National job vacancies have fallen by 3.1 per cent during the month of June, as employers are waiting until after the federal election to recruit.
Of particular concern are policies on issues of skilled immigration intake as well as training of local workers, following an announcement from the new Prime Minister Julia Gillard regarding a change in approach to immigration.
Beyond this, rising interest rates domestically as well as global economic ambiguity are contributing to employer caution, which appears more widespread than the falling employment rate would indicate.
The figures for last month reflect that of May, which also saw a drop of nearly 3 per cent in employment vacancies.
According to statistics released by the Australian Bureau of Statistics, the month of May experienced a fall of 4,700 jobs across both the public and private sectors.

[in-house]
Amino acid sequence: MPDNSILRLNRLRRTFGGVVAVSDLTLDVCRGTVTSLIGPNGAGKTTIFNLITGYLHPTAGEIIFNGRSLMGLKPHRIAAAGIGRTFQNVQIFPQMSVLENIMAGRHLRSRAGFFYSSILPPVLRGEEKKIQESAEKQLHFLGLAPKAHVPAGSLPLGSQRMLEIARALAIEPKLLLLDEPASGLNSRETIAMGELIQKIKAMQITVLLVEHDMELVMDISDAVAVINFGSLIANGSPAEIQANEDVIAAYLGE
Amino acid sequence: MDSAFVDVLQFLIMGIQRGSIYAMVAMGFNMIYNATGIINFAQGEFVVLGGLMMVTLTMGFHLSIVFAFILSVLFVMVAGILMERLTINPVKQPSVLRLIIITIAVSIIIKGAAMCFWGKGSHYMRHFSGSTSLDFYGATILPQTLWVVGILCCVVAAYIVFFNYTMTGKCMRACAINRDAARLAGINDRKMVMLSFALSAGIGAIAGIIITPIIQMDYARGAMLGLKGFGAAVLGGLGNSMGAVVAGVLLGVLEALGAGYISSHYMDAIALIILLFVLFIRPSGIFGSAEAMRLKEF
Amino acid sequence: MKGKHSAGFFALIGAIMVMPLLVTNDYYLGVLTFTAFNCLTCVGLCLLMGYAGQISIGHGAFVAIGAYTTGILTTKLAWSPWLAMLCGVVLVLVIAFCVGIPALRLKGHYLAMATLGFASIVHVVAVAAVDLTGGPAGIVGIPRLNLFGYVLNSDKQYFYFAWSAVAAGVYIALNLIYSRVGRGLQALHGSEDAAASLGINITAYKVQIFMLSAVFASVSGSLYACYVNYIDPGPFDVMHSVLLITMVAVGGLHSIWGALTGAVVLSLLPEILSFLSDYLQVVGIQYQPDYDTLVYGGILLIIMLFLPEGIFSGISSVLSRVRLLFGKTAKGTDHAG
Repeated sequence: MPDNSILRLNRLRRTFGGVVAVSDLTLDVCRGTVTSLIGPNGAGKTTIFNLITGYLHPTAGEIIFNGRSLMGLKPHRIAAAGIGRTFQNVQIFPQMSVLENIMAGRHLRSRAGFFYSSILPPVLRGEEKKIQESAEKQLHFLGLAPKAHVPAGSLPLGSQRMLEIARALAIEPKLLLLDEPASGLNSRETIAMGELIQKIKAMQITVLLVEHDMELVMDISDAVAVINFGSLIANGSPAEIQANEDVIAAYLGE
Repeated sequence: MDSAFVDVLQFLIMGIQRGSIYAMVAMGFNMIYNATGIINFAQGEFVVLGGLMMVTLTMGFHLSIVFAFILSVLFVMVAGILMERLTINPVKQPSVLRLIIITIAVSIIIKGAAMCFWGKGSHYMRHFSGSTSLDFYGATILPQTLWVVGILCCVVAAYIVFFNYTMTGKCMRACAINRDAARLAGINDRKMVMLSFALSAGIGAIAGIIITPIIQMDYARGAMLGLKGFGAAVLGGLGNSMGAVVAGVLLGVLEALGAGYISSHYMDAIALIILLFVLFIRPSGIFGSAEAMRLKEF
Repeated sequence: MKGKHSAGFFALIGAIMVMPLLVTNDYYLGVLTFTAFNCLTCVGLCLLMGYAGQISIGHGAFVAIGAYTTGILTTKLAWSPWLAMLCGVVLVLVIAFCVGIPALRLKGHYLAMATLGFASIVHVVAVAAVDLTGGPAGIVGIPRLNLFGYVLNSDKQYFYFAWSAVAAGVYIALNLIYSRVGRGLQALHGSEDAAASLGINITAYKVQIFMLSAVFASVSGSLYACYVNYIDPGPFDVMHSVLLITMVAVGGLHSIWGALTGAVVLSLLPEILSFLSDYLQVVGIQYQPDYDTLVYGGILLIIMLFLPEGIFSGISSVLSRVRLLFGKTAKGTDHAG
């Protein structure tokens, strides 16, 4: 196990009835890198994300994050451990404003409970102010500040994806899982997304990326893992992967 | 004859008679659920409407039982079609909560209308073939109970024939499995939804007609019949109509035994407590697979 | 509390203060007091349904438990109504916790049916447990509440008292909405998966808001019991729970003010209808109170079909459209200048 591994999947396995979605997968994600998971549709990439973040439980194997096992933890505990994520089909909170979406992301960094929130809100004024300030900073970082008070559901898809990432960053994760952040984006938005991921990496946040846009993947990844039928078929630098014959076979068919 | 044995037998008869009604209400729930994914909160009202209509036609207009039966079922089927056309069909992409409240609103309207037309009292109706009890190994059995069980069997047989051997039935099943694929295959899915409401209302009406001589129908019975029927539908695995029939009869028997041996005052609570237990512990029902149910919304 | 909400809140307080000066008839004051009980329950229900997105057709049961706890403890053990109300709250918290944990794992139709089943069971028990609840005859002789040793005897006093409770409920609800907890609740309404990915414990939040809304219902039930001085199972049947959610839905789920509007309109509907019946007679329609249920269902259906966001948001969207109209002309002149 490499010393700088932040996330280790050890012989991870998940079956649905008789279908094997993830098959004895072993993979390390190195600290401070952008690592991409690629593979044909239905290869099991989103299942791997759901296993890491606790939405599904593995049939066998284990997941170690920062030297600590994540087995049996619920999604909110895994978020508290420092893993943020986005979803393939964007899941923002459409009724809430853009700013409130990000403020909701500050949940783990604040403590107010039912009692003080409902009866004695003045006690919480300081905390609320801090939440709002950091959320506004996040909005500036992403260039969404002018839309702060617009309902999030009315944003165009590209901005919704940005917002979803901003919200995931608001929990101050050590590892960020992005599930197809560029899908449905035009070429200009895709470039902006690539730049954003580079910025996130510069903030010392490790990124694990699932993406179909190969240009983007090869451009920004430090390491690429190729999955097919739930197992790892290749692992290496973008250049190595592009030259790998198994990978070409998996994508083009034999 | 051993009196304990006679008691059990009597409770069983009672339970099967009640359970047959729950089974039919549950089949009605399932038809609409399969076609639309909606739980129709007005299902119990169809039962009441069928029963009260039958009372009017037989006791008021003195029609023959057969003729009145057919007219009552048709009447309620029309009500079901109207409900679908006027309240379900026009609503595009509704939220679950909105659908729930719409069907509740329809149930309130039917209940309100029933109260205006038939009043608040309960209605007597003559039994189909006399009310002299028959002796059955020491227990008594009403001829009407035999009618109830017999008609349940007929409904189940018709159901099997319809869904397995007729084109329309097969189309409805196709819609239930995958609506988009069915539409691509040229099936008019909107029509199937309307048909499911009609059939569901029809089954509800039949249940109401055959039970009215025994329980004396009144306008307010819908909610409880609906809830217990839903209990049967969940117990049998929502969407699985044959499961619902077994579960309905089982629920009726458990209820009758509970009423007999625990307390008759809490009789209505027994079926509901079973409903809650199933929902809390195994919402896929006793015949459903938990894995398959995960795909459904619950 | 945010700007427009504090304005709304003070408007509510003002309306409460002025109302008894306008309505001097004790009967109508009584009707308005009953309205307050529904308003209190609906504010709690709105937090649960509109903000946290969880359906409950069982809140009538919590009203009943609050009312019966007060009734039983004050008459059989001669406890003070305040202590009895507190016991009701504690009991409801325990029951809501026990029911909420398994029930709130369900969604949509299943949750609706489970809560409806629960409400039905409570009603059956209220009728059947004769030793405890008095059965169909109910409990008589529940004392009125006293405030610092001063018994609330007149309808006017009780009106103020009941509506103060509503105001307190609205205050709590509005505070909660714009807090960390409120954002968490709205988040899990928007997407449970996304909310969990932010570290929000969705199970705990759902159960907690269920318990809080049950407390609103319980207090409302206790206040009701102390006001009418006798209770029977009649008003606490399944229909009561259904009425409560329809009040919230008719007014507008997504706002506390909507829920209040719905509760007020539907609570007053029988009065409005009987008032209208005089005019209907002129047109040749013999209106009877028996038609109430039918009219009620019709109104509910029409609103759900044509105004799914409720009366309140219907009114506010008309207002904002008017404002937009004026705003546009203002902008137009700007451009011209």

Recruitment firm IPA released data revealing that since March employment availabilities have plummeted by an incredible 17.7 per cent.
However, the new financial year is expected to bring with it a wealth of new employment opportunities, as industries begin to properly recover from the wake of the GFC.
The construction industry, for example, is predicted to break free from the shackles of reliance upon stimulus-led government infrastructure projects, as there is an increased demand for work on residential and commercial property developments.
Darrell Hewton, General Manager of Sales and Marketing for IPA, believes that the trend towards lowering unemployment has made candidates more confident about job prospects.
“The balance of power is shifting back to candidates. They are facing less competition for roles than last year, and are tending to negotiate better terms and conditions.
“The days of candidate shortages, particularly in the skilled areas is something that all employers should be acutely aware may be wish us again before too long.”